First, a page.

As the annual spring meetings of the World Bank and the International Monetary Fund commence, the world’s economic future appears brighter than it has in some time. The international financial institutions, not to mention many private-sector actors, are projecting significantly faster growth this year than in 2016. Is their buoyant outlook warranted?
On April 22, scientists from around the world marked Earth Day by participating in an unprecedented “March for Science.” The aim of the march was to “celebrate and defend science at all levels – from local schools to federal agencies.” For the rest of the world, it is important to understand why the usually sedate community of scientists will be leaving their labs and offices to take to the streets in a global demonstration of concern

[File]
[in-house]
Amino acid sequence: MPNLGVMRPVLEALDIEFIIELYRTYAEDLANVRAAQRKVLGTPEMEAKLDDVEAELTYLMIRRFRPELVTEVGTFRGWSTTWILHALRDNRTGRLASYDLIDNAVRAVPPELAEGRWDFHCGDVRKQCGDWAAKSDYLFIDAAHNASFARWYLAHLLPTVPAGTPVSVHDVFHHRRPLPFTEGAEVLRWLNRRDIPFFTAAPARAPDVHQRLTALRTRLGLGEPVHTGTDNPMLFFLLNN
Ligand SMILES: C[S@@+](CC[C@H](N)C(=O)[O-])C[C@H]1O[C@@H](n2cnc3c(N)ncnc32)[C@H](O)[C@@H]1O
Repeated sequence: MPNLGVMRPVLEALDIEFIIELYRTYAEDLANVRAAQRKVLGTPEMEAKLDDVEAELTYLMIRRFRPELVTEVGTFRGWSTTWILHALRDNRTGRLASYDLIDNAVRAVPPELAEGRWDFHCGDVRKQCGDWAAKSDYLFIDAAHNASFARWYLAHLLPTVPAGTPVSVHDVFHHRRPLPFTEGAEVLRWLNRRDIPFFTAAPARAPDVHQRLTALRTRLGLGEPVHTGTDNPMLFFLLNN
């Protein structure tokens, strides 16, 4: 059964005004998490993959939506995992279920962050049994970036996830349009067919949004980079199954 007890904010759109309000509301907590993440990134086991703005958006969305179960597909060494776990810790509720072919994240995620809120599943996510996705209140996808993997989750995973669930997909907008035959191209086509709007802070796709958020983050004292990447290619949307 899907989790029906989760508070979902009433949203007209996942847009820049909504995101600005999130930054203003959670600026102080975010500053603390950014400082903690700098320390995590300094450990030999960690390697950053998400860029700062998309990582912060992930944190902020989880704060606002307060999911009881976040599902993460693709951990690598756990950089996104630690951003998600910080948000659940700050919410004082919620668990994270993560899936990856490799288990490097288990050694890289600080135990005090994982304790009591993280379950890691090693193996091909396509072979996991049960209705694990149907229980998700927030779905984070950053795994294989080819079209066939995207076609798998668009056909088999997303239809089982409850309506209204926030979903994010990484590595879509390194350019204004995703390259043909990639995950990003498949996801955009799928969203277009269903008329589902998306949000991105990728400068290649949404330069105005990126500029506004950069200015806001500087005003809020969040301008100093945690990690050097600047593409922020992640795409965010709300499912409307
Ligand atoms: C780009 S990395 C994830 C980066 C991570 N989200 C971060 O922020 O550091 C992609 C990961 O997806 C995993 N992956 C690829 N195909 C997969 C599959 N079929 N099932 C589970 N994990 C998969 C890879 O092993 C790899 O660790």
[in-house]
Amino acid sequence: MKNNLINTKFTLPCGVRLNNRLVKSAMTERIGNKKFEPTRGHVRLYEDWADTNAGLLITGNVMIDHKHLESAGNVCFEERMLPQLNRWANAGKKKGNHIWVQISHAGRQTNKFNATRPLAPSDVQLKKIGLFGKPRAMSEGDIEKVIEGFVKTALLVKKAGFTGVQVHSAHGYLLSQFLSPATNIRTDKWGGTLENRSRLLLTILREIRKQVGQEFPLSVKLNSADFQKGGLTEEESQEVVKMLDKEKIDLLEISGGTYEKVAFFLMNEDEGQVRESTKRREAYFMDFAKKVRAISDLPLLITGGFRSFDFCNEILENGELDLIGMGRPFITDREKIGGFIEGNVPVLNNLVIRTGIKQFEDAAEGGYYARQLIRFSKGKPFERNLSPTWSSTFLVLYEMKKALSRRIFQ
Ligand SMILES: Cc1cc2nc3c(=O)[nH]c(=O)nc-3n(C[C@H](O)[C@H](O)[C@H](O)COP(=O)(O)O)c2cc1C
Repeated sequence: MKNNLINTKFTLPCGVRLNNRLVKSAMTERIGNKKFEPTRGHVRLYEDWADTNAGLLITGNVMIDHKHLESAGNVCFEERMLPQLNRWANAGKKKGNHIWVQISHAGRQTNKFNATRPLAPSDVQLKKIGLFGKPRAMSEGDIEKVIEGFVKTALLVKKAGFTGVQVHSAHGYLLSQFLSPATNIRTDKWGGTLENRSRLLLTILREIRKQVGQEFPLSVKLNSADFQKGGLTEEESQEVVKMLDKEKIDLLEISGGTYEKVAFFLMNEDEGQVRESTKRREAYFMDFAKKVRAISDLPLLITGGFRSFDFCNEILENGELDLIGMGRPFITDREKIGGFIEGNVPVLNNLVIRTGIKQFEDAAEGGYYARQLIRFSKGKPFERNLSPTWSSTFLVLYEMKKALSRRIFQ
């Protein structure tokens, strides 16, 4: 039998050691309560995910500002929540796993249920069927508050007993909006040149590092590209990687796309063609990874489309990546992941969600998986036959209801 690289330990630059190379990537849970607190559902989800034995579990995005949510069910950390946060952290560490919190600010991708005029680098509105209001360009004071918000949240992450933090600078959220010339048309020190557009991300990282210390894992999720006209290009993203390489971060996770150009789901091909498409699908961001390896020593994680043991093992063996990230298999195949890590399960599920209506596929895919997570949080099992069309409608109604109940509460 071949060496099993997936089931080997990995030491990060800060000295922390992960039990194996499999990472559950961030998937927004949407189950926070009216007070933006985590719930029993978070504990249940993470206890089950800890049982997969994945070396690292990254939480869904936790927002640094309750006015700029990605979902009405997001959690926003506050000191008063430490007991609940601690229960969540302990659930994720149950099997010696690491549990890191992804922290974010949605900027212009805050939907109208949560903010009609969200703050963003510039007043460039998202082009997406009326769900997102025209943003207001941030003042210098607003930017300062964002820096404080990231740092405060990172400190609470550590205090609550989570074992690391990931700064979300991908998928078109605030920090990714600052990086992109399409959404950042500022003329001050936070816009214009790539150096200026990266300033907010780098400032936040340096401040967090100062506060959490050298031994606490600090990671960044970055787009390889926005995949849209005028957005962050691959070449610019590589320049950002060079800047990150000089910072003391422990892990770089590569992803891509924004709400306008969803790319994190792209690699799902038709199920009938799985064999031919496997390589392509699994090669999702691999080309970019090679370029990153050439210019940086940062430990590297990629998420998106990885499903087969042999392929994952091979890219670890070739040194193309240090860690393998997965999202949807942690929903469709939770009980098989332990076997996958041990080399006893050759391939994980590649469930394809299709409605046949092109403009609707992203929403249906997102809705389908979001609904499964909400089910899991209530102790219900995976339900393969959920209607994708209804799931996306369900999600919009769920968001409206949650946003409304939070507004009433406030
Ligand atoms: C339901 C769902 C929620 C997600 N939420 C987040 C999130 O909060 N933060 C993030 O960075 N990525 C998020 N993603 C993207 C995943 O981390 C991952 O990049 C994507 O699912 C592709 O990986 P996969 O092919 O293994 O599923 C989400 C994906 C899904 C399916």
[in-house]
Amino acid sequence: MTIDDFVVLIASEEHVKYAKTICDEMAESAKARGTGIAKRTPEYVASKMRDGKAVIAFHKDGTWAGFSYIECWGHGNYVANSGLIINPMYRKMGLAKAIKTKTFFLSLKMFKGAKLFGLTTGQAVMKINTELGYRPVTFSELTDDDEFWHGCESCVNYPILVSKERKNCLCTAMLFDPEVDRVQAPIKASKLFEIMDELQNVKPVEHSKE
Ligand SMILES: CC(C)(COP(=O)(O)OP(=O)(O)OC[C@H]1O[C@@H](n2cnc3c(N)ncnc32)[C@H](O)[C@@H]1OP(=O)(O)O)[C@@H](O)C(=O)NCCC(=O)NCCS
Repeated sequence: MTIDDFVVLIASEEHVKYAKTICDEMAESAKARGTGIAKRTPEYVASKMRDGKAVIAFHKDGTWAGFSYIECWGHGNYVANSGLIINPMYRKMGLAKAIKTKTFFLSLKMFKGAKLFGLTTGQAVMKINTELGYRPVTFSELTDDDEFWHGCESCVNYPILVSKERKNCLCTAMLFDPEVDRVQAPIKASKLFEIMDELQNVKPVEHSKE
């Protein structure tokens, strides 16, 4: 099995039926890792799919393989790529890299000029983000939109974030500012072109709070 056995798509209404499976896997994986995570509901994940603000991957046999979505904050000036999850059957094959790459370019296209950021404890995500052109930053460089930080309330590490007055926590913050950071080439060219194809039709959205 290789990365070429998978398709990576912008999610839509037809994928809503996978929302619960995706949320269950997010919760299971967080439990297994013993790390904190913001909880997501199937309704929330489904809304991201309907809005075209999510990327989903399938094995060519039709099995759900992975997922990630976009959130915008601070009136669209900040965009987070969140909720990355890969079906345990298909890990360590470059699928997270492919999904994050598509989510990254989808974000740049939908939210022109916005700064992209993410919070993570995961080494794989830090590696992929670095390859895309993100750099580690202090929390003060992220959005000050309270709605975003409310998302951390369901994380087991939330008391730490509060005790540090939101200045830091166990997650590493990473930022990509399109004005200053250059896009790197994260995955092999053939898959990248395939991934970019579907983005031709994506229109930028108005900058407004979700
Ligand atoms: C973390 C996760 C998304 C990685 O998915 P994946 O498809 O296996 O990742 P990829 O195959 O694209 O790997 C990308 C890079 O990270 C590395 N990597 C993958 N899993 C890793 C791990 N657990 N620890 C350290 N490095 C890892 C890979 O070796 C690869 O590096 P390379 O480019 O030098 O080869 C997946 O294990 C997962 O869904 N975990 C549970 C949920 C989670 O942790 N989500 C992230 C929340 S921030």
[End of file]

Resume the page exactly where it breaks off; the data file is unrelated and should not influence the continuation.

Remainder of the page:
Most reports about globalization in recent years have focused on its problems, such as declining levels of trade and the abandonment of “mega-regional” trade agreements. Indeed, US President Donald Trump has now terminated the Trans-Pacific Partnership (TPP) – a trade deal among a dozen Pacific-rim countries, including the United States and Japan; and negotiations on the Transatlantic Trade and Investment Partnership (TTIP) between the US and the European Union have come to a halt